• Reply 45 of 50
    tallest skiltallest skil Posts: 43,399member
    cgWerks said:
    I'm not sure where you get the idea that net neutrality is held by almost every other country. We don't have that here in Canada. I'm, frankly, not aware of anyone who has net neutrality.
    Oh, you’re Canadian! Now I know not to say certain things to you, because you don’t have freedom of speech and just reading them will get you into trouble. Or maybe just AI banned from the Canadian Internet.
    SpamSandwich
  • Reply 46 of 50
    nhtnht Posts: 4,496member
    My problem with libertarians is the same I have with liberals. Both are idealists that are unable to accept that when their utopia has been implemented in the real world it has been a disaster for everyone but the elites that profited whether it was the rail barons of the US west or Stalin and Russia.
  • Reply 47 of 50
    cgWerkscgWerks Posts: 2,314member
    tallest skil said:
    Oh, you’re Canadian! Now I know not to say certain things to you, because you don’t have freedom of speech and just reading them will get you into trouble. Or maybe just AI banned from the Canadian Internet.
    Heh, well I'm actually a US citizen living in Canada (permanent residency). Soon we can become Canadian citizens, and I'll pay more attention to the politics here. But, yes, freedom of speech is more or less hanging on whims at this point. Given the 'living document' postmodern interpretation baloney going on these days with the US Constitution and activist judges, I doubt you're really all that far behind. The USA has a better foundation for human rights, but not if the Constitution isn't worth the paper it is written on.

    Canada, England, EU, etc. have some nice language flourishes in their human rights declarations, but they aren't based on any substance like the US.

    nht said:
    My problem with libertarians is the same I have with liberals. Both are idealists that are unable to accept that when their utopia has been implemented in the real world it has been a disaster for everyone but the elites that profited whether it was the rail barons of the US west or Stalin and Russia.
    No system is going to work, because... human nature. But, it is more a question of which system works best given that reality. The problem is when these systems start getting too pure of a 'science' and forget that. Capitalism is a great example of this.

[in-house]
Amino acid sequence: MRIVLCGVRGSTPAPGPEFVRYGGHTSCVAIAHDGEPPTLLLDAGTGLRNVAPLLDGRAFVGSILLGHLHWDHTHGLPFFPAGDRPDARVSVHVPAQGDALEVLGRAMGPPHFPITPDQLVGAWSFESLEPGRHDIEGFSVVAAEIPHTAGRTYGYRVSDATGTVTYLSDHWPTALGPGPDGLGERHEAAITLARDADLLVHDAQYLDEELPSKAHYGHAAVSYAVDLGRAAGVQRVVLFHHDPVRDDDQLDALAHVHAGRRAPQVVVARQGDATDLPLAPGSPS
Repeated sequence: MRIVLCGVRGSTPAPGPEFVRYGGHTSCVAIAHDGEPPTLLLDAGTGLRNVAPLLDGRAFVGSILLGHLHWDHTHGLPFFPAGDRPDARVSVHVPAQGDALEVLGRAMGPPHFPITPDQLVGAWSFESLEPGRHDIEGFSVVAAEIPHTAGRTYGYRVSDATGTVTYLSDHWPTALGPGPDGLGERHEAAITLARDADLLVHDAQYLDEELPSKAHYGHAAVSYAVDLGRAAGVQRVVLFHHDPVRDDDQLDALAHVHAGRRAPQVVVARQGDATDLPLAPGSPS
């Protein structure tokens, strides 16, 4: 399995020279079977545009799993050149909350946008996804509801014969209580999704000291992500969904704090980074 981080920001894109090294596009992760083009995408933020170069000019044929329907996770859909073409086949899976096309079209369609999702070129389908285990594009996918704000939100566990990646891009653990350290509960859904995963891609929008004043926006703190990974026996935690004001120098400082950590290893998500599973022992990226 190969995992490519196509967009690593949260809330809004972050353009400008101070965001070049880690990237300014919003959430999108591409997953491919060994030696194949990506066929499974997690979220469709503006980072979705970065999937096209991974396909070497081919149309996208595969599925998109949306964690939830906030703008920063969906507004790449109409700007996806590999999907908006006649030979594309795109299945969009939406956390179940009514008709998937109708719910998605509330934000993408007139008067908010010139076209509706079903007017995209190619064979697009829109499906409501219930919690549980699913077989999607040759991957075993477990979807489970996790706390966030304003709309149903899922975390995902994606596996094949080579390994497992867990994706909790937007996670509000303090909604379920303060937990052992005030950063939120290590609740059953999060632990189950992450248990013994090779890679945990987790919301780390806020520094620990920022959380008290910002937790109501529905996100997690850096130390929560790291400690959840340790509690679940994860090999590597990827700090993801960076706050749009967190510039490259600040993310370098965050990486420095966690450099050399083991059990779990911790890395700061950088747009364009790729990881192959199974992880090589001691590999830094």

tallest skil
  • Reply 48 of 50
    gatorguygatorguy Posts: 21,308member
    lkrupp said:
    mknelson said:
    lkrupp said:
    Net neutrality is one of those “let’s get all emotional and angry about” issues. It’s like the analysts saying the iPhone X was a miserable flop. It’s fodder for the techie Chicken Littles of this world to wring their hands over. And if Apple were a broadband provider they would be singing a different tune I guaran-damn-tee it. So the FTC is going to monitor the bandwidth providers instead of the FCC. Big frick’n deal. All this “might”, “could”, “may” happen bull excrement being spread around is pathetic. Net neutrality is nothing more than government intrusion into and regulation of private enterprise. The state of broadband access in this country has already ground to a halt and net neutrality would only cause AT&T, Verizon, Comcast, etc to be further disincentivized to deploy and expand their networks. Google’s fiber project was a cruel joke, just like their barge in the middle of San Francisco bay. Elon Musk’s idea of hundreds of satellites to provide Internet access world would crumble under the weight of government price regulation. Reclassifying broadband as a regulated utility will spawn dozens of fees and taxes like those you see on your landline and electric bills, if you still have a landline that is.  

    https://www.theringer.com/2017/7/21/16077992/google-fiber-struggles-7d2bb5399a12
    A (mostly) sports site? :o 

    “might”, “could”, “may” ? Try "Has", "Did", "Probably will again" https://consumerist.com/2014/02/23/netflix-agrees-to-pay-comcast-to-end-slowdown/

    There are plenty of expansions that Ajit Pai likes to point to as a victory for the end of Net Neutrality that were approved and funded under Obama.
    Bottom line, Google Fiber failed because of money. Yet another Google pie-in-the-sky promise that didn’t work out. Instead of 1,100 cities they deployed in less than 20 and then pulled the plug. 
    The entrenched players are fighting tooth and nail to prevent Google from running fiber in what they want to claim is their yard, pressuring local bureaucrats and filing legal challenges. The project itself isn't dead, but hardwiring is certainly slowing. I think I've read that Google is shifting to a different method of delivering internet and content services that works around blockades by Verizon, Comcast etc. May not be successful but hey, trying. 
    cgWerks
  • Reply 49 of 50
    cgWerkscgWerks Posts: 2,314member
    gatorguy said:
    The entrenched players are fighting tooth and nail to prevent Google from running fiber in what they want to claim is their yard, pressuring local bureaucrats and filing legal challenges. The project itself isn't dead, but hardwiring is certainly slowing. I think I've read that Google is shifting to a different method of delivering internet and content services that works around blockades by Verizon, Comcast etc. May not be successful but hey, trying. 
    Yep, same things for any kind of local initiative to provide service to an area. The big telcos bring in teams of lawyers to put every kind of obstacle possible in the way. I wouldn't doubt that also includes a lot of backgrounds pressure and 'deal-making' with any local influencer defectors.
  • Reply 50 of 50
    SpamSandwichSpamSandwich Posts: 31,538member
    nht said:
    My problem with libertarians is the same I have with liberals. Both are idealists that are unable to accept that when their utopia has been implemented in the real world it has been a disaster for everyone but the elites that profited whether it was the rail barons of the US west or Stalin and Russia.
    What’s your opinion on Socialists?